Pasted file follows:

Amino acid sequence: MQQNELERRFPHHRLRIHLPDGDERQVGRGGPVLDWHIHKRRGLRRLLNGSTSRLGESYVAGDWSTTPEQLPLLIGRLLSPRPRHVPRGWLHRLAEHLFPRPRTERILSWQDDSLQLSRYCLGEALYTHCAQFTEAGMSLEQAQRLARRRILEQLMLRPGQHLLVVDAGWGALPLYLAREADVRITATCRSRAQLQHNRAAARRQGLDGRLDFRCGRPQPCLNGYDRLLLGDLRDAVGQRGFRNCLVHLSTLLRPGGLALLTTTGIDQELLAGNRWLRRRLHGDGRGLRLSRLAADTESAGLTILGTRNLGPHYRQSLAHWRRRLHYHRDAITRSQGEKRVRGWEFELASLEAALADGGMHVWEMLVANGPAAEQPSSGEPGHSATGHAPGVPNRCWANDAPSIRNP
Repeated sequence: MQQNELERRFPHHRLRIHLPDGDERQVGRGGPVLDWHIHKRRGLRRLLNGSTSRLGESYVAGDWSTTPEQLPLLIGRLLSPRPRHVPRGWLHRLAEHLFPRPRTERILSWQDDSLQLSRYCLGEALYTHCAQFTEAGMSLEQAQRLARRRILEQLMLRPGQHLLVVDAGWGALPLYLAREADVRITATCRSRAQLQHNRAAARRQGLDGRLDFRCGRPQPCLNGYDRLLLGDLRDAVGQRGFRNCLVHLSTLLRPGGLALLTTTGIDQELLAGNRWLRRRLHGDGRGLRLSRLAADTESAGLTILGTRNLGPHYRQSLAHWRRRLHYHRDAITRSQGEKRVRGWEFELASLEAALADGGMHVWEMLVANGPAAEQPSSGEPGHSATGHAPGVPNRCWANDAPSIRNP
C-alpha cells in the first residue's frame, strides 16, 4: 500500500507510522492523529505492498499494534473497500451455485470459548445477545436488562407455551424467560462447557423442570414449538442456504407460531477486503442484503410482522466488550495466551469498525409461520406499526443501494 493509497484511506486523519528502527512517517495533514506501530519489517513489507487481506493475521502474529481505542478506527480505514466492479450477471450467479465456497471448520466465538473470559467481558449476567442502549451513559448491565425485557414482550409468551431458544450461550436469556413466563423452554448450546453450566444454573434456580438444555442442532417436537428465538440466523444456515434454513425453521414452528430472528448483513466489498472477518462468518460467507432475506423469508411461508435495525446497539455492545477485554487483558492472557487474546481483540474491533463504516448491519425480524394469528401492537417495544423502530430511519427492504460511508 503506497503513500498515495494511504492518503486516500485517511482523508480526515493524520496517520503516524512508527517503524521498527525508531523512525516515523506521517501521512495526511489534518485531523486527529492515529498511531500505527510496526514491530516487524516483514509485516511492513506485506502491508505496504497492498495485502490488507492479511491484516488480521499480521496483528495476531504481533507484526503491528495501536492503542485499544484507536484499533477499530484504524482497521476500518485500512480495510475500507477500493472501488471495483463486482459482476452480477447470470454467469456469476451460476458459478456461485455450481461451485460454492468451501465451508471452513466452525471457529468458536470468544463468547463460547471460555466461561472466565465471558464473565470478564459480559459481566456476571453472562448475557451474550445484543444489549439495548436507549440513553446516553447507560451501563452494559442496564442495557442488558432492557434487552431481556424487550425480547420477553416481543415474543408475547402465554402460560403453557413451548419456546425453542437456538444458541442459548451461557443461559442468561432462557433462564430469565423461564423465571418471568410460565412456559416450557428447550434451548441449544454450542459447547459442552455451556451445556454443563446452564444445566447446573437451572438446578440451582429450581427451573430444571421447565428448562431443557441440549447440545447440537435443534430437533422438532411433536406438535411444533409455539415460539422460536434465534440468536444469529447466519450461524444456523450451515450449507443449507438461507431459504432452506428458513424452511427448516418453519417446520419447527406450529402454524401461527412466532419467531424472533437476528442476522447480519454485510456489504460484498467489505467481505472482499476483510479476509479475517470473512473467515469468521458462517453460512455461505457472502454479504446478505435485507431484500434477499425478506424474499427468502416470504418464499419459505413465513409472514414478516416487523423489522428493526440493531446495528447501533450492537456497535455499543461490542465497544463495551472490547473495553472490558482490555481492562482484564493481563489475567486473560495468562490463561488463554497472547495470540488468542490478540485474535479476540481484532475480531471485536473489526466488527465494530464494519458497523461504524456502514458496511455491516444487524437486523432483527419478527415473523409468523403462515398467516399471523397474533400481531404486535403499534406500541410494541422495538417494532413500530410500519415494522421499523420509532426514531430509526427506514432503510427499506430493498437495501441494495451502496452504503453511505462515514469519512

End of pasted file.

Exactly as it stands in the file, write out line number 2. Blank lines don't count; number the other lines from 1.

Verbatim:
Repeated sequence: MQQNELERRFPHHRLRIHLPDGDERQVGRGGPVLDWHIHKRRGLRRLLNGSTSRLGESYVAGDWSTTPEQLPLLIGRLLSPRPRHVPRGWLHRLAEHLFPRPRTERILSWQDDSLQLSRYCLGEALYTHCAQFTEAGMSLEQAQRLARRRILEQLMLRPGQHLLVVDAGWGALPLYLAREADVRITATCRSRAQLQHNRAAARRQGLDGRLDFRCGRPQPCLNGYDRLLLGDLRDAVGQRGFRNCLVHLSTLLRPGGLALLTTTGIDQELLAGNRWLRRRLHGDGRGLRLSRLAADTESAGLTILGTRNLGPHYRQSLAHWRRRLHYHRDAITRSQGEKRVRGWEFELASLEAALADGGMHVWEMLVANGPAAEQPSSGEPGHSATGHAPGVPNRCWANDAPSIRNP